I found a clock in amber in my bedside table,
its hands suspended, honey-bound, at 12.00.
How it got there among discarded Covid masks
and long-dead cell phones, I cannot say.
In the tiny circle below its yellowed hands,
a single pointer marked 6.30 beside an
inset window capped in magnifying crystal.
The day/month/year were too discolored
to reveal when the clock had stopped.
I felt no sense of imminence in holding it,
as if it had been there unnoticed all along,
patient for discovery like a golden scarab
in the rubble of an ancient tomb.
If there was meaning to its pointing hands,
I failed to find it as I sat among my meds
and empties, staring out the window
at the UPS trucks rushing cold salvation
to the arms of first-responders,
smiling on TV to quell our fears.
I’d been feeling out of sorts all day (just
a winter cough and muscle aches),
when I thought I heard a voice—
a woman’s—so clear, so present,
I spun around to scan the room.
It was one of those hypnogogic flashbacks—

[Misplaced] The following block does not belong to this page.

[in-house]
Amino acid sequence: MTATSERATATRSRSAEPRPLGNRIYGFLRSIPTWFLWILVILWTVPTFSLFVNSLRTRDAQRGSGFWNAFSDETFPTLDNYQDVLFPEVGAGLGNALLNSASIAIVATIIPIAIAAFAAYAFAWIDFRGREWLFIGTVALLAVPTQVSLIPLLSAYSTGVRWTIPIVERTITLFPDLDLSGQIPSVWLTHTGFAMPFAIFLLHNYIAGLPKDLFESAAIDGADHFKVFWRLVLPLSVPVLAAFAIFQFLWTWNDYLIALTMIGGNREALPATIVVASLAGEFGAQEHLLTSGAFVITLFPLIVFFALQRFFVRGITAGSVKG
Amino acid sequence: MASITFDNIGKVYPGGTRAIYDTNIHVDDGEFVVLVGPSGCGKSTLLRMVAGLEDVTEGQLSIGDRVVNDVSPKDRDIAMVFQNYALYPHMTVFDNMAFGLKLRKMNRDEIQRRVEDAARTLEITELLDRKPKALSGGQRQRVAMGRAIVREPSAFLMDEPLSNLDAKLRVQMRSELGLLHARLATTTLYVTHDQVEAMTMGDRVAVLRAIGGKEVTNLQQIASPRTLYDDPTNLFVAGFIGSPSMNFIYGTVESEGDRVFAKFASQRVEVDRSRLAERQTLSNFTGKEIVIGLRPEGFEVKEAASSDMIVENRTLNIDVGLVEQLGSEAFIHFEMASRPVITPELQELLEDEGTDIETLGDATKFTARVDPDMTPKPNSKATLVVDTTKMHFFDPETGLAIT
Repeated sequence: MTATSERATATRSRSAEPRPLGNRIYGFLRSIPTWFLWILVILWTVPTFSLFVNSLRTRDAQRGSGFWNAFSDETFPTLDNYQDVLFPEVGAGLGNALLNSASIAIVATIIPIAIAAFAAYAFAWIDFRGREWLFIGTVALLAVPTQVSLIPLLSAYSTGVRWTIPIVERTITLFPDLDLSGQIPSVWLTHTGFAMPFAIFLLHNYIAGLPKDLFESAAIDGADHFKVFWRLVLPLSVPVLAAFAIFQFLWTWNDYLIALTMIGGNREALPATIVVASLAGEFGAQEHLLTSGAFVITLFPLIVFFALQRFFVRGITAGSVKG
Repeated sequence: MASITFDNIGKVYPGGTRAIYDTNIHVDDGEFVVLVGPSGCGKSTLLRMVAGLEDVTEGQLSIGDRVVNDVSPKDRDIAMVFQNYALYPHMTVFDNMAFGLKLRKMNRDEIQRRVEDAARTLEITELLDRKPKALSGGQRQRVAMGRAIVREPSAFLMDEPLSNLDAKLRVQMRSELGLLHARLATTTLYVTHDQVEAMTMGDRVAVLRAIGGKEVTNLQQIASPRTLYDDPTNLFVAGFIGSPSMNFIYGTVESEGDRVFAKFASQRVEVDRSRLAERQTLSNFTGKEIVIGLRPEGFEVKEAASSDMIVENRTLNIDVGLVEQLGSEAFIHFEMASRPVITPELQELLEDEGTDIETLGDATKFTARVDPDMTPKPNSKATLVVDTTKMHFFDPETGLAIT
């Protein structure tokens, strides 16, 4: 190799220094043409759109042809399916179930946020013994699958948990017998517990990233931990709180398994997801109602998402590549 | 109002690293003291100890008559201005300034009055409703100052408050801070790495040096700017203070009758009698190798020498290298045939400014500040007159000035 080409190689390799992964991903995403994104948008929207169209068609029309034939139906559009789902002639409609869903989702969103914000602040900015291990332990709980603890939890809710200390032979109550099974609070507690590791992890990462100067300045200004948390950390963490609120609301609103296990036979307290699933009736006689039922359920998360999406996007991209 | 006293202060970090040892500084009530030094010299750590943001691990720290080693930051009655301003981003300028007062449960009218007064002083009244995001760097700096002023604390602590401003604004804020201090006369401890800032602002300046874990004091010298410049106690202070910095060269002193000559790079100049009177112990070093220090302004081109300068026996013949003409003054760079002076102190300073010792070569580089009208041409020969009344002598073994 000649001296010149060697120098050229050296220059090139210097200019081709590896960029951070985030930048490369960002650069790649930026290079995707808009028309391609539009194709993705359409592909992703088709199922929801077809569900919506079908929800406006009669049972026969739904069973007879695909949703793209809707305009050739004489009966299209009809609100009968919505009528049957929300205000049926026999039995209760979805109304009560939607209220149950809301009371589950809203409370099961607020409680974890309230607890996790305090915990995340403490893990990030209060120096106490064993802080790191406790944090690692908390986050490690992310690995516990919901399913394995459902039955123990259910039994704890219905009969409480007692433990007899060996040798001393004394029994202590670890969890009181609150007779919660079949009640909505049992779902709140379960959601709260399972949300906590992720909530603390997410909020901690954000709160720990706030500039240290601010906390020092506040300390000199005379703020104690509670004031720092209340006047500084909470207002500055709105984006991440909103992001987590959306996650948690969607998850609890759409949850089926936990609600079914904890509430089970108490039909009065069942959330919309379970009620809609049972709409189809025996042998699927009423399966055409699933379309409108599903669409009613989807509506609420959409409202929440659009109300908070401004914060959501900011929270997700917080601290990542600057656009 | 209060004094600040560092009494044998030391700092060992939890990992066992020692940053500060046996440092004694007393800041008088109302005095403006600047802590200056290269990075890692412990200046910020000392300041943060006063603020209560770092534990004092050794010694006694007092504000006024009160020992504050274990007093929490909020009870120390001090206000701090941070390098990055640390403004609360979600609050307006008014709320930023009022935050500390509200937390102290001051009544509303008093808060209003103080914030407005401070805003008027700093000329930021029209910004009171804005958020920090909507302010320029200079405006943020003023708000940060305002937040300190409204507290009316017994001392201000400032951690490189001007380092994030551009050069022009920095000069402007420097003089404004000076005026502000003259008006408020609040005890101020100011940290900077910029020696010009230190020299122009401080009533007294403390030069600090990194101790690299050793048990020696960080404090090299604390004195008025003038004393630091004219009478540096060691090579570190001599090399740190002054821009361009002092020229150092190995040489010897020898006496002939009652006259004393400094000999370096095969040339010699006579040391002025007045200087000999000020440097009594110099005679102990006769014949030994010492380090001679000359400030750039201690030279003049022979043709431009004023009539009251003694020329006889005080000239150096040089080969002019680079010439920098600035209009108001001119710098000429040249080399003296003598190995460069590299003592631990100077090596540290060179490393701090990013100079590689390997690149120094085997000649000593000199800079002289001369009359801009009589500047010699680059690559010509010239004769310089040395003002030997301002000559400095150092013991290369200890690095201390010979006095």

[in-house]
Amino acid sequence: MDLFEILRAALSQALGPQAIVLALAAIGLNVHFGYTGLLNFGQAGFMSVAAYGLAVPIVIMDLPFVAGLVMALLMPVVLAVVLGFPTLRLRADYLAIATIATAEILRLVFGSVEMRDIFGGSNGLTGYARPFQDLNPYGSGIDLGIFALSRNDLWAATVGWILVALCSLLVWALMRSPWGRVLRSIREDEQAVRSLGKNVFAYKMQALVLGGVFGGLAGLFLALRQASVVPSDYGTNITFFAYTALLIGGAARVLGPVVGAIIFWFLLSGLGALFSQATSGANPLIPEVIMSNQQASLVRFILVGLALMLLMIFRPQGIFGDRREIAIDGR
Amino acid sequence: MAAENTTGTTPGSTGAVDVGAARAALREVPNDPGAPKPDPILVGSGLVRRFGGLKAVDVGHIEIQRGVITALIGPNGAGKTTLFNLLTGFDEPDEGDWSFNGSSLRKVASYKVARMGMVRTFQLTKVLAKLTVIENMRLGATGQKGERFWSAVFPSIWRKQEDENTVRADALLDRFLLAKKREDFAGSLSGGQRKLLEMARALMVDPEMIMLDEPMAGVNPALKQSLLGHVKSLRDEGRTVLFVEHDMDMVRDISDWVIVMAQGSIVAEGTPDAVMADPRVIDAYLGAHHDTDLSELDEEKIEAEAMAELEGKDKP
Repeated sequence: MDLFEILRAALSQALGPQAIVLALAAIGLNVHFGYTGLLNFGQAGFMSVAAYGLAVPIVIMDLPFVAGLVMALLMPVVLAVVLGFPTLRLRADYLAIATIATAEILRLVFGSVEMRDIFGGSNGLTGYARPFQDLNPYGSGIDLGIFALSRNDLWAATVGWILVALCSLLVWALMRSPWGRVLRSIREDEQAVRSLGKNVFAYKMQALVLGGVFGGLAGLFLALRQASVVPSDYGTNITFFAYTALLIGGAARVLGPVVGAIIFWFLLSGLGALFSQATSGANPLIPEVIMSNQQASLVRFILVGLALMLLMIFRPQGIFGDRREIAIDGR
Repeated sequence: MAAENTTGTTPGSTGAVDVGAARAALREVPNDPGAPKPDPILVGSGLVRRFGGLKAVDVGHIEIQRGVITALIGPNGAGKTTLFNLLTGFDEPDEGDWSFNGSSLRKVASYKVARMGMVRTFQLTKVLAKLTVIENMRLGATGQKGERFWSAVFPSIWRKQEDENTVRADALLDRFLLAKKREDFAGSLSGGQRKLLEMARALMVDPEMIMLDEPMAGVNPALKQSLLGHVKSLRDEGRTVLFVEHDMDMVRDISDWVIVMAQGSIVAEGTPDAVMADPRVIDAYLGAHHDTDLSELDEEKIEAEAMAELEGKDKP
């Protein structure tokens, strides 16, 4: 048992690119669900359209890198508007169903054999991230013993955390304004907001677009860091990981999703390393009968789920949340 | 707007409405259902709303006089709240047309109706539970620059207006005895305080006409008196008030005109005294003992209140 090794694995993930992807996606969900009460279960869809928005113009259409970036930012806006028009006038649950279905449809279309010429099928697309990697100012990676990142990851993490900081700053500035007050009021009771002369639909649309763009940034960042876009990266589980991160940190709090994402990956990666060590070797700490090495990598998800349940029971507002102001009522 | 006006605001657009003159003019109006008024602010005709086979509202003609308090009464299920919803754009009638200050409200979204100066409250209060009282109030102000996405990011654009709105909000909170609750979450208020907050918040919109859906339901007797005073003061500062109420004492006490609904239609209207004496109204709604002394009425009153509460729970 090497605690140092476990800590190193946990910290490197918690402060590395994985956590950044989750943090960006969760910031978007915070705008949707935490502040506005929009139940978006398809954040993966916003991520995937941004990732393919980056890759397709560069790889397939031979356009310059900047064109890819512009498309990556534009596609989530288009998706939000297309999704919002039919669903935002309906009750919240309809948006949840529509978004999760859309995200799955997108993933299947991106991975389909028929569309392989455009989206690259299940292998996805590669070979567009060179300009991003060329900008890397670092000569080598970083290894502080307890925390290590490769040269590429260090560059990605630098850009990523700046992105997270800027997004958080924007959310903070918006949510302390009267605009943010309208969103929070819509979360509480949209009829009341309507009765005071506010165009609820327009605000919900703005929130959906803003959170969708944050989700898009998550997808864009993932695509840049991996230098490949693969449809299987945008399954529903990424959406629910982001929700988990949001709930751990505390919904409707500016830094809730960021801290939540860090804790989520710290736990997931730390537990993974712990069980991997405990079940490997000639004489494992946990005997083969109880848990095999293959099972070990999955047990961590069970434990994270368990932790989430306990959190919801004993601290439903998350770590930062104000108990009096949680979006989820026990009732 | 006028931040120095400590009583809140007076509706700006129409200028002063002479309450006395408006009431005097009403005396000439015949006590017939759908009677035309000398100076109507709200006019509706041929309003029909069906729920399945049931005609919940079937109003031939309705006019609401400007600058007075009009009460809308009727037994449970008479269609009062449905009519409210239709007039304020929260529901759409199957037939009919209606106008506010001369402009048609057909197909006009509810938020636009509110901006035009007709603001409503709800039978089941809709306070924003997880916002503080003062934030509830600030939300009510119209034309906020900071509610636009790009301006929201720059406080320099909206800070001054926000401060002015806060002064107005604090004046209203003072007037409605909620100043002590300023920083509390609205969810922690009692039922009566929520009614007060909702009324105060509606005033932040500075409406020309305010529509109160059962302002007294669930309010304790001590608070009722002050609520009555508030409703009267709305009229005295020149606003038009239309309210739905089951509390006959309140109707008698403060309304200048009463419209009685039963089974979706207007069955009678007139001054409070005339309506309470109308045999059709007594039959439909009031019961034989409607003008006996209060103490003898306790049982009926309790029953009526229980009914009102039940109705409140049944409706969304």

words spoken by my mother years ago
as she lay dying in a distant hospital
I’d woken up at dawn to reach in time.
I saw your grandfather in the doorway . . .
He beckoned to me . . . You really needn’t stay . . .
At noon they pulled the curtain and I fled.
Such memories bring on chills and fever.
The clock was cool and glassy in my hand.
Another truck, FedEx this time, hurried by
to boos and middle fingers from
a crowd of anti-vaxxers in the street.
I reached up to shut the window
when a yellow-spotted spider
landed out of nowhere on the sill.
Then the clock began to tick inside the amber.